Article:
Movie Review: “About Time”

Movie Review: About Time
Film Title: About Time
 

It’s “About Time” Richard Curtis hits the screens again with this year’s new rom-com.

Directed by Richard Curtis
Starring Domhnall Gleeson, Rachel McAdams, Bill Nighy
Release Date Nov. 8

Rating: 8/10 

Romantic comedies tends to follow a fairly simple formula: Guy meets girl, they hit it off, they hit a roadblock, they overcome it and then fall — and remain — madly in love. Interwoven humor from quirky friends or disastrous situations only strengthen the couple’s bond. Although this holiday season’s new rom-com, “About Time,” is categorized as such, the rom-com formula is employed effectively, with its own deviations, and makes you want to fall in love all over again.

Take the irresistible Rachel McAdams, a name easily identifiable with the world of romantic movies (“The Notebook,” “The Vow”), and a charming young Irishman — in this case Domhnall Gleeson (“True Grit,” “Anna Karenina”) — for your perfect duo. To top it all off, director Richard Curtis (“Bridget Jones’ Diary,” “Love Actually”) has another go at a charming, endearingly British romantic comedy. The film, which takes place in England (countryside and London), is a subtle yet appreciated accent to most Americans’ expectations of a rom-com in Los Angeles, New York City or Seattle.

As in any rom-com, the relationship grows through a series of dates and encounters, but the catch is that the male lead, Tim (Gleeson), can time travel, as can his father and every other male in his family. Tim can repeat a romantic encounter once, or twice, and sometimes for a third time, and it gives him the opportunity to manipulate the situation to meet his wishes, like when he “first” bedded Mary (McAdams). The premise is eerily similar to that of 2007 drama “The Time Traveler’s Wife,” which also stars Rachel McAdams, but this time, time travel is used to comedic effect. Although time travel proves to be the defining asset of Tim’s experiences, the theme, quite predictably, is the realization that we all live in the present and that is what we should cherish.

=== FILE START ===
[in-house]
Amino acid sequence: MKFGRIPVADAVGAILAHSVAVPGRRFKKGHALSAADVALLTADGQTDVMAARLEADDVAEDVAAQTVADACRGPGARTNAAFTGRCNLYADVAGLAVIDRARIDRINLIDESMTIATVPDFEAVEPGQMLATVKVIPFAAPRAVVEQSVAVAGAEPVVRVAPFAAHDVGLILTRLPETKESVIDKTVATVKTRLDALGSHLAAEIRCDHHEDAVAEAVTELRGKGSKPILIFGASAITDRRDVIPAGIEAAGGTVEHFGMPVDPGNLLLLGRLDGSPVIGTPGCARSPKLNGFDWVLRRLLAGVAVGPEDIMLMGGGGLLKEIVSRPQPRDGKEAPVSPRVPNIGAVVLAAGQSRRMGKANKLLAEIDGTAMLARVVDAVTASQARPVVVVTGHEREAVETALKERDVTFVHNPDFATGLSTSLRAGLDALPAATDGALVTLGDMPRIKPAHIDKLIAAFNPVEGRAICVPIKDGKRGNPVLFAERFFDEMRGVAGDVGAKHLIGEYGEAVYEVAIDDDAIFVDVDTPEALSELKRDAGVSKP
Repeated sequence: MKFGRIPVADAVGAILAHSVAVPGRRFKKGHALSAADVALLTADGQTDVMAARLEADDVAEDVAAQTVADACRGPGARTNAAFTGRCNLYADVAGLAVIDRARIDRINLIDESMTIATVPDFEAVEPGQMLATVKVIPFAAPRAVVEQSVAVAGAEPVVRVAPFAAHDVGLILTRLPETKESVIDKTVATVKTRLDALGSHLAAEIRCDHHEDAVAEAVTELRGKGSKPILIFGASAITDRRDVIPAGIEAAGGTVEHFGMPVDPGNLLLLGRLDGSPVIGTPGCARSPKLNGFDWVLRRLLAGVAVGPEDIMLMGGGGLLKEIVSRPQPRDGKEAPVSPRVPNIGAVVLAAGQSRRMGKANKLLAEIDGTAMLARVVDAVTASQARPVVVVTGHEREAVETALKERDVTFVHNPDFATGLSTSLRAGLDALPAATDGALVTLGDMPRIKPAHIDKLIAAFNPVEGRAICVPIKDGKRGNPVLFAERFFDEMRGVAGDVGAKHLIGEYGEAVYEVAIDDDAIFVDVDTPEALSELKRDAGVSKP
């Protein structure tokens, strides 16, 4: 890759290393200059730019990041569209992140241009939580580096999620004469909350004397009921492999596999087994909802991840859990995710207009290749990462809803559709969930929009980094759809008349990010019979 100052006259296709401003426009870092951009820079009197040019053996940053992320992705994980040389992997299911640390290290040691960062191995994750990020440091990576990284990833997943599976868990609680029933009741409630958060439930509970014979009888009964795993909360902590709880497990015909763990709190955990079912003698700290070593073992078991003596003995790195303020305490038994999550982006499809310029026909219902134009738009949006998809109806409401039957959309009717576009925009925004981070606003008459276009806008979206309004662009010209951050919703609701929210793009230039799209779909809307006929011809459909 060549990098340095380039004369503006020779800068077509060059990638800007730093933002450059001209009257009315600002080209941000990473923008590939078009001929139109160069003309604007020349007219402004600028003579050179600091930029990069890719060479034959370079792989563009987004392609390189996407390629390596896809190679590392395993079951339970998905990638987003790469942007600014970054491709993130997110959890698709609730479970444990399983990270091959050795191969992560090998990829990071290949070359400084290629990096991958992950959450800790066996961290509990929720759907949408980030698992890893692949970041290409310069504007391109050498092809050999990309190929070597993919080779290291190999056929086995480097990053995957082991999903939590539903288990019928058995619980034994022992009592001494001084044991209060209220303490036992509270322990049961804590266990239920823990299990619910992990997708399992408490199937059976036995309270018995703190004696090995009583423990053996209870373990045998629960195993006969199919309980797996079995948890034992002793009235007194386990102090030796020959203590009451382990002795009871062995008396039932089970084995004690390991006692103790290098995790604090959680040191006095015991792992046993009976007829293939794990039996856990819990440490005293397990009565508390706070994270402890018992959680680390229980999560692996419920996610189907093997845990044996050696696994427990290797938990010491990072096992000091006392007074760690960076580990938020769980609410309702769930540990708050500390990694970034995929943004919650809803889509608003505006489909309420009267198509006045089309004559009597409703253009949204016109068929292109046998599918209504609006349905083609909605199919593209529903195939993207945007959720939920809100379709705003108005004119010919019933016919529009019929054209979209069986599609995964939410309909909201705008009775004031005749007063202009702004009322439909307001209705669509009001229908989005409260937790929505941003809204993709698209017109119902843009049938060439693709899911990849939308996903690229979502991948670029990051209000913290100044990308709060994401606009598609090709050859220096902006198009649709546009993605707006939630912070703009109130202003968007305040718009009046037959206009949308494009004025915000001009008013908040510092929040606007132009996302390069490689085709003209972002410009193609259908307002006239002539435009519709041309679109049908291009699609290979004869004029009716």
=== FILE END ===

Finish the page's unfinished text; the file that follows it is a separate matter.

The moral is overdone and the sci-fi twist is fairly unoriginal, but the execution is enjoyable. Time travel within the movie is explained briefly and vaguely: Get into a dark and enclosed space, close your eyes and clench your fists while thinking of where you want to be. Being critical on the overtly simple time travel is understandable, but the ultimate reason to watch “About Time” is for the romance and comedy.

Alas, no rom-com would be complete without a wonderful supporting cast. The father, played by Bill Nighy, carries a dry sense of humor and acts much more like a friend or mentor than a father. He’s a character integral to the film, and much enjoyed while on screen. The rest of the family — mother (Lindsay Duncan), sister (Lydia Wilson) and uncle (Richard Cordery) — are your basic rom-com characters but are exceptional in playing them.

The film adds up quite simply: an eye-catching cast with great chemistry, an easy-to-follow storyline and an ending that will make most of all the audience happy. It’s predictable from the get-go, and quite frankly, the film wouldn’t be worth your money if you deem it another rom-com. But that’s not the point. “About Time” does all the formulaic aspects exceptionally well, it stands above run-of-the-mill rom-coms and is a definite must-see for those dedicated to the genre.

View Comments (1)
Donate to The UCSD Guardian
$2505
$5000
Contributed
Our Goal

Your donation will support the student journalists at University of California, San Diego. Your contribution will allow us to purchase equipment, keep printing our papers, and cover our annual website hosting costs.

More to Discover
Donate to The UCSD Guardian
$2505
$5000
Contributed
Our Goal

Comments (1)

All The UCSD Guardian Picks Reader Picks Sort: Newest

Your email address will not be published. Required fields are marked *

  • B

    BRNov 14, 2013 at 2:15 pm

    Don’t forget “Notting Hill”, another neat film written by Richard Curtis.

    Reply